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    • "The clinical implications of these findings are profound. OGF has been shown to depress the expression of EAE (Zagon et al. 2010), as well as the progression of human neoplasias (Zagon et al. 2008b, 2009a; McLaughlin et al., 2005). OGF has been successful in both Phase I and Phase II clinical trials for extending survival and improving the quality of life of patients with advanced pancreatic cancer (Smith et al. 2004, 2010). "
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    ABSTRACT: Endogenous opioids are known to repress the incidence and progression of autoimmune diseases. One native opioid peptide, [Met⁵]-enkephalin, termed the opioid gowth factor (OGF), interacts with the OGF receptor (OGFr) to suppress the expression of experimental autoimmune encephalomyelitis. The present study examined the role of the OGF-OGFr axis in the regulation of B lymphocyte proliferation. Murine B lymphocytes were stimulated with lipopolysaccharide. Both OGF and OGFr were present in all B lymphocytes. OGF had a dose-dependent effect on growth, with cell number inhibited by up to 43% at 72 h; no other synthetic or native opioid altered cell proliferation. Exogenous OGF depressed cell number in cultures treated with siRNAs for the classical opioid receptors, MOR (μ), DOR (δ), and KOR (κ), however this peptide had no effect in preparations exposed to siRNA for OGFr. The decrease in cell number by exogenous OGF was dependent on p16 or p21 cyclin-dependent inhibitory kinase pathways. Exposure to the opioid antagonist, naltrexone, did not change cell number from control levels. These results suggest that the OGF-OGFr axis is present and functional in B lymphocytes, but this system is not an autocrine regulator of cell proliferation. Thus, at least exogenous OGF and perhaps endogenous OGF by paracrine/endocrine sources, can be an immunosuppressant. Modulation of the OGF-OGFr axis may be a novel paradigm for the treatment of autoimmune diseases.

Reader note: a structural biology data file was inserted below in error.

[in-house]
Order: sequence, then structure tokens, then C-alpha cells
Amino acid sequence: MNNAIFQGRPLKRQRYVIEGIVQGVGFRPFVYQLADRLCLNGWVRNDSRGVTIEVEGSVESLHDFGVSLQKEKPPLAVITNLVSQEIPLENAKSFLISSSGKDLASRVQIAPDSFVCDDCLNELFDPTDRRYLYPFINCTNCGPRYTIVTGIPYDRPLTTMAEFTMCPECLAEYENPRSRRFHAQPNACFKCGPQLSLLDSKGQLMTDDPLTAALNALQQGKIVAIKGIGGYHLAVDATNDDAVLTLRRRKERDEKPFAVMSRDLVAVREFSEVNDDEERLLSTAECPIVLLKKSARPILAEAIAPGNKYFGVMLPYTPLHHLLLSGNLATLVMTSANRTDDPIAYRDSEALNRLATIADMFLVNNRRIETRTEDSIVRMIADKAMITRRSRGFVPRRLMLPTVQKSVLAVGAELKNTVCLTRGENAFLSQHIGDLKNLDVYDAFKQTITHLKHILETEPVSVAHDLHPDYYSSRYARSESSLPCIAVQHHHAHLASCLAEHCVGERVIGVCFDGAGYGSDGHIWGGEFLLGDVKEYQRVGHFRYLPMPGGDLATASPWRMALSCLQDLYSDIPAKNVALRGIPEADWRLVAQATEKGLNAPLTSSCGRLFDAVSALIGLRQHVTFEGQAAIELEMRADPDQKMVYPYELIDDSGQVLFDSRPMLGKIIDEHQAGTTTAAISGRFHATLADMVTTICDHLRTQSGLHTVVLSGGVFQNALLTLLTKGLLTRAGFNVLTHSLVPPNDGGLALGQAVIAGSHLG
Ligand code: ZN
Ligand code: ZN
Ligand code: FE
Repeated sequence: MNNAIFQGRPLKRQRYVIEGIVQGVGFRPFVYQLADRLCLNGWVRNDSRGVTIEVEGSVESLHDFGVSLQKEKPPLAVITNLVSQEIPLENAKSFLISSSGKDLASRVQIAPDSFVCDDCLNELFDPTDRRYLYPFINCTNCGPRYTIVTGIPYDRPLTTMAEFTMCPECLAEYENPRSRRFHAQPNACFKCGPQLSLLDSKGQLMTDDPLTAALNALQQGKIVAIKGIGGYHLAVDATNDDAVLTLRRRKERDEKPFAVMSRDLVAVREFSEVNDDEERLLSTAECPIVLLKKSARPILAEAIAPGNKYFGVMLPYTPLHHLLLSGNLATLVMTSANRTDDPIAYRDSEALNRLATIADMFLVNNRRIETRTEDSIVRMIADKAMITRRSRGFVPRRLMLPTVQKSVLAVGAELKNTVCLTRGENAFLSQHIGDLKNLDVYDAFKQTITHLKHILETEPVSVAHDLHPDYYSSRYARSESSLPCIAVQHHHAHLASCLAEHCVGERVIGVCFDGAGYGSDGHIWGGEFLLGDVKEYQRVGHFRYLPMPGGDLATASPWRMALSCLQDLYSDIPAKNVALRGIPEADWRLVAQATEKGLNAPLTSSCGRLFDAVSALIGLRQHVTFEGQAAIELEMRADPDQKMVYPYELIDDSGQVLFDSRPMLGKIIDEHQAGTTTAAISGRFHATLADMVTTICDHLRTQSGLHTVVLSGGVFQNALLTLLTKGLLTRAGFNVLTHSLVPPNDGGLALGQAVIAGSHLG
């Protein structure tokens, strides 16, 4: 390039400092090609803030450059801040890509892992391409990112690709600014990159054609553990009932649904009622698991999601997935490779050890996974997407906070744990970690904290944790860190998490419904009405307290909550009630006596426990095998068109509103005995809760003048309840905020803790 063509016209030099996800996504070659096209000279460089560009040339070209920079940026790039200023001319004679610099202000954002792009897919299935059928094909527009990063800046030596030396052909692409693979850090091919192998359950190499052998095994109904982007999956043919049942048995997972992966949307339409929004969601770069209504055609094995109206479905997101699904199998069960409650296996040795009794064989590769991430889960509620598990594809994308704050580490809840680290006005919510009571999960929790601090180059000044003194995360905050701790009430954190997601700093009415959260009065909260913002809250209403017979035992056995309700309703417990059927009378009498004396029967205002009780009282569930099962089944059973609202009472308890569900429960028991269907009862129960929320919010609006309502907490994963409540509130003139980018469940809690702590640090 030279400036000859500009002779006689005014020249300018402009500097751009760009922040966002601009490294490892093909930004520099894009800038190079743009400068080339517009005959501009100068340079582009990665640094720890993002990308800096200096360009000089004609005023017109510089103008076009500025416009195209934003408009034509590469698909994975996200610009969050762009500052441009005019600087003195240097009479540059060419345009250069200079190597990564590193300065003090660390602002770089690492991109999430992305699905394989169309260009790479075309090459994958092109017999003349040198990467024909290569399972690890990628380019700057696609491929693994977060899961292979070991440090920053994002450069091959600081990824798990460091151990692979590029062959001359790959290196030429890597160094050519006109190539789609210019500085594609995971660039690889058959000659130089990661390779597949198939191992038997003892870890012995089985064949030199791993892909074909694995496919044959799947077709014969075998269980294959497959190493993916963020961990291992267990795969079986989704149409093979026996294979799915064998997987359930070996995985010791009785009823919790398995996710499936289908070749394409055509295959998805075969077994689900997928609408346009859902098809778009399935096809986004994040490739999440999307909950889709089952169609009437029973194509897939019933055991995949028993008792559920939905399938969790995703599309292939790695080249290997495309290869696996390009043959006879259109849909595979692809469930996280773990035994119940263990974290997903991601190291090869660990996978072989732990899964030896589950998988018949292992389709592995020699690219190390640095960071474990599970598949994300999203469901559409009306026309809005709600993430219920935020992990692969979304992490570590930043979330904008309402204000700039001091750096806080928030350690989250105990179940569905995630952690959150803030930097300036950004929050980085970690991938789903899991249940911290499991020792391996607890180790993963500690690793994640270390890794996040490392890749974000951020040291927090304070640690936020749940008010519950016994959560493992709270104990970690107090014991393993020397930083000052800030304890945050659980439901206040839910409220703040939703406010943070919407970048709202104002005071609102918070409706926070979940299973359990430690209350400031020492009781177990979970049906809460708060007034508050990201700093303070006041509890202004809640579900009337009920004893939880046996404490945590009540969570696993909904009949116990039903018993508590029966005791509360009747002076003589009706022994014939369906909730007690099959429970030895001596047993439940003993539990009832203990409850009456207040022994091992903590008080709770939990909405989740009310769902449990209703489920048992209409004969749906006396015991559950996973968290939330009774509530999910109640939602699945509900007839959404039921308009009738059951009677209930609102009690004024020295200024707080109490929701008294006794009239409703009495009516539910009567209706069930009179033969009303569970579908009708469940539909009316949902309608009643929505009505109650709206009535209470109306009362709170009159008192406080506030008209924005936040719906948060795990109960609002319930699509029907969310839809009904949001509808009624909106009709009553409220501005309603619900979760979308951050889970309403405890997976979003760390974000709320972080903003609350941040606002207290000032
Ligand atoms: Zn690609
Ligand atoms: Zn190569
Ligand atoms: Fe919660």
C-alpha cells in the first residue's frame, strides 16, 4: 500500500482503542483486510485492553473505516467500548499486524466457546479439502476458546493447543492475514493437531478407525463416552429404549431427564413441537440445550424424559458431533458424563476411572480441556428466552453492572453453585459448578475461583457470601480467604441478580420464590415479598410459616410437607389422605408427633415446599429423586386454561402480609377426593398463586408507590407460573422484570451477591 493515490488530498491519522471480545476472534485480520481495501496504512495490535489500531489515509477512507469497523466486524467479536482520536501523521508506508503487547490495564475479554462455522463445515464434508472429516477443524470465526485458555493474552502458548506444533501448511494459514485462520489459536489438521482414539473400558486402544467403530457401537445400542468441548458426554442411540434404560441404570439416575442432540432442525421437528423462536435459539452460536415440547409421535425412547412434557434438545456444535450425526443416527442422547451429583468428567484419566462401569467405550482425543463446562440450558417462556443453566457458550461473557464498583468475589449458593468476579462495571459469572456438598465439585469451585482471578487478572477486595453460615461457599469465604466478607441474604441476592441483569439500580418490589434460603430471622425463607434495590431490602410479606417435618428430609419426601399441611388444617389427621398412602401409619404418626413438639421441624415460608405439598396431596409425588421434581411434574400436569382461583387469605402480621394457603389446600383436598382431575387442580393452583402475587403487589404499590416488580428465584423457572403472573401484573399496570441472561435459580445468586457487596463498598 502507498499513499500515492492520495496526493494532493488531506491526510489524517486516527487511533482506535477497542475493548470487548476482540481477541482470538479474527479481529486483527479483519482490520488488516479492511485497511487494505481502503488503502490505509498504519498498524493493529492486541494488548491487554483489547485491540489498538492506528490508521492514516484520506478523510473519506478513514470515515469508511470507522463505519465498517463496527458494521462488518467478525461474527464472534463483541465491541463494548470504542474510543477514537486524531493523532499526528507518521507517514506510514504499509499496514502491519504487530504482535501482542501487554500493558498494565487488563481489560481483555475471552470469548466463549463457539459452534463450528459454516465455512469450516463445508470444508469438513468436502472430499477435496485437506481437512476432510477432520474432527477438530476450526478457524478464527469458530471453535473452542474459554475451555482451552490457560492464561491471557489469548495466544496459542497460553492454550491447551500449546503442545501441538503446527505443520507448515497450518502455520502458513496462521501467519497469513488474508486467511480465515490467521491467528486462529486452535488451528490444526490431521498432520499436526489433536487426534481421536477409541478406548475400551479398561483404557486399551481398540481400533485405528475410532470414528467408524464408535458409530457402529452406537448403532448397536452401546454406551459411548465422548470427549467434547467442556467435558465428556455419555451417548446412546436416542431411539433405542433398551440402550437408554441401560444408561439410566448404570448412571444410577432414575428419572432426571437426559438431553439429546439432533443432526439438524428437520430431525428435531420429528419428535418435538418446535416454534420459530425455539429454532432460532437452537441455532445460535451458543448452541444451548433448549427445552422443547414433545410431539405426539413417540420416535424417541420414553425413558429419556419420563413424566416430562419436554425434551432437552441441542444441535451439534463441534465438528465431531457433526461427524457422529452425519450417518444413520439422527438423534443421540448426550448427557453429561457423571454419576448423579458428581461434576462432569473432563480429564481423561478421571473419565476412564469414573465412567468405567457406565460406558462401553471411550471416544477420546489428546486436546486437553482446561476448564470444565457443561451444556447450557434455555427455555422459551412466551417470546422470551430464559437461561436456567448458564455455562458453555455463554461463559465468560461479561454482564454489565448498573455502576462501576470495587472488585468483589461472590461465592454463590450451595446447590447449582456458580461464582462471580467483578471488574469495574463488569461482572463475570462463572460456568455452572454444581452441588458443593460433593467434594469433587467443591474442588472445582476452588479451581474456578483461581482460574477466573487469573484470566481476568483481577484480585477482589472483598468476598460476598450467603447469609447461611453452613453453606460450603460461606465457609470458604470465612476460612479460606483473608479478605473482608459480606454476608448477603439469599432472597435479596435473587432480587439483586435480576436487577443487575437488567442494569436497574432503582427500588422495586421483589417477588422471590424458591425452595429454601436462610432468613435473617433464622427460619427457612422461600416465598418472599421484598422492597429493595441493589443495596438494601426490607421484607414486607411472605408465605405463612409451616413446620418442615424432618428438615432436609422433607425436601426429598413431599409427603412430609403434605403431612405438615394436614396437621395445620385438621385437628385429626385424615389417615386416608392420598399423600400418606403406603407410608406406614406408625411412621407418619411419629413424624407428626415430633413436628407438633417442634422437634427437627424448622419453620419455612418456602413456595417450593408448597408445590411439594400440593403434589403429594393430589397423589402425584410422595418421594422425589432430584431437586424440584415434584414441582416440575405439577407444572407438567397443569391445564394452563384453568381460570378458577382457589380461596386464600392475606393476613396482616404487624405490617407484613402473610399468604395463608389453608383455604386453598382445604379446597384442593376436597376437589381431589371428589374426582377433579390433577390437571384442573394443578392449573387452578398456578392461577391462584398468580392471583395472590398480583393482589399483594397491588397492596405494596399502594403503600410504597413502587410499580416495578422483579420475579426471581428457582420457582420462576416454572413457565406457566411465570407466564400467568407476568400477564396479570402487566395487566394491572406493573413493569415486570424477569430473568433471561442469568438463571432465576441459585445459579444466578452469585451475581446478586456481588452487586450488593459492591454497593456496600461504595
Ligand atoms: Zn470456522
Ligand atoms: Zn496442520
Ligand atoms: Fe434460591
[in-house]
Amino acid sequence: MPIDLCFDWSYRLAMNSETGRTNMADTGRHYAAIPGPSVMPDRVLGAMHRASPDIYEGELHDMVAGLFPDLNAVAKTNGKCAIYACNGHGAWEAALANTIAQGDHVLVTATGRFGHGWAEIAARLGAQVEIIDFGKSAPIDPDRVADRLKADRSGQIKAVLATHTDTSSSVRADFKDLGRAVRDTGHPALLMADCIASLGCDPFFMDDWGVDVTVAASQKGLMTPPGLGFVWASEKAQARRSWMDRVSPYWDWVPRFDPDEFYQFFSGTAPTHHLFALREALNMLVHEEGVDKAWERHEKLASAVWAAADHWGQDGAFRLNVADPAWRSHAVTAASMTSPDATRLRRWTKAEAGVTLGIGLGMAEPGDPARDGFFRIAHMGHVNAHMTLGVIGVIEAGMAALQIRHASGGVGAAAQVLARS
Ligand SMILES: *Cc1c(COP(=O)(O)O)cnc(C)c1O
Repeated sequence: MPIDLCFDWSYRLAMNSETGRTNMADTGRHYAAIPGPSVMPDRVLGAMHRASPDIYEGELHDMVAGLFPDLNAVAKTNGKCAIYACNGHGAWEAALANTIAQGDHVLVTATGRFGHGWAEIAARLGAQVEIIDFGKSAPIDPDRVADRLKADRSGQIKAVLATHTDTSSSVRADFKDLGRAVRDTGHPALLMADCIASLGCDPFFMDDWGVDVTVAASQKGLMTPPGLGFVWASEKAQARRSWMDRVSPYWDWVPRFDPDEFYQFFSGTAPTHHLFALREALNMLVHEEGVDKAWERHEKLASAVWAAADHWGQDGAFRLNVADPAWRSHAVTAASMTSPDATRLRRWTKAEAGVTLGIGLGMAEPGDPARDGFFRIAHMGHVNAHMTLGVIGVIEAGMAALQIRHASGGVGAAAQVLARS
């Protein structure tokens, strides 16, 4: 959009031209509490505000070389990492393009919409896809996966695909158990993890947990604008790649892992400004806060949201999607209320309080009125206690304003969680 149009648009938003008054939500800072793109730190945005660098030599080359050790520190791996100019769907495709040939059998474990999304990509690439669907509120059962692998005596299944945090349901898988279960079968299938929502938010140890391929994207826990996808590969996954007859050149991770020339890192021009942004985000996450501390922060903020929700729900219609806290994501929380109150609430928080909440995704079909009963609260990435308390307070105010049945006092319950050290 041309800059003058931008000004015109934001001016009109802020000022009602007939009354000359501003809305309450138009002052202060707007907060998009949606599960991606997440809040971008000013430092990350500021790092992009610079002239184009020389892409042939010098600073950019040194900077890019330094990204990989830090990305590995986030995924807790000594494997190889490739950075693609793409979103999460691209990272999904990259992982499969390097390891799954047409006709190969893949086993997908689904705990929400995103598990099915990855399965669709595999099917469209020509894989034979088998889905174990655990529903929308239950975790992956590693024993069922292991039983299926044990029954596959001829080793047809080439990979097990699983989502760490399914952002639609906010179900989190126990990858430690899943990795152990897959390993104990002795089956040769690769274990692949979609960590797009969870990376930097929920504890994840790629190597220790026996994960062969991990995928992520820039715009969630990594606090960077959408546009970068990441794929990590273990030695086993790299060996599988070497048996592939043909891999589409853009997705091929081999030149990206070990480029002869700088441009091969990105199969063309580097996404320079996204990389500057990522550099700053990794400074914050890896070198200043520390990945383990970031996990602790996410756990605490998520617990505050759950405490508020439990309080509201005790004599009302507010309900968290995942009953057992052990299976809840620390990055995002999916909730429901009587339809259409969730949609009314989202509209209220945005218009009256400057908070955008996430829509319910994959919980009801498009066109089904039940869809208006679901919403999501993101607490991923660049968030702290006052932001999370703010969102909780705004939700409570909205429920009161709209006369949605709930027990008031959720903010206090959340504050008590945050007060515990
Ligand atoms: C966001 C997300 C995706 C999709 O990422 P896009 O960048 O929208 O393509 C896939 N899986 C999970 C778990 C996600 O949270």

Full-text · Article · Jan 2010 · Immunobiology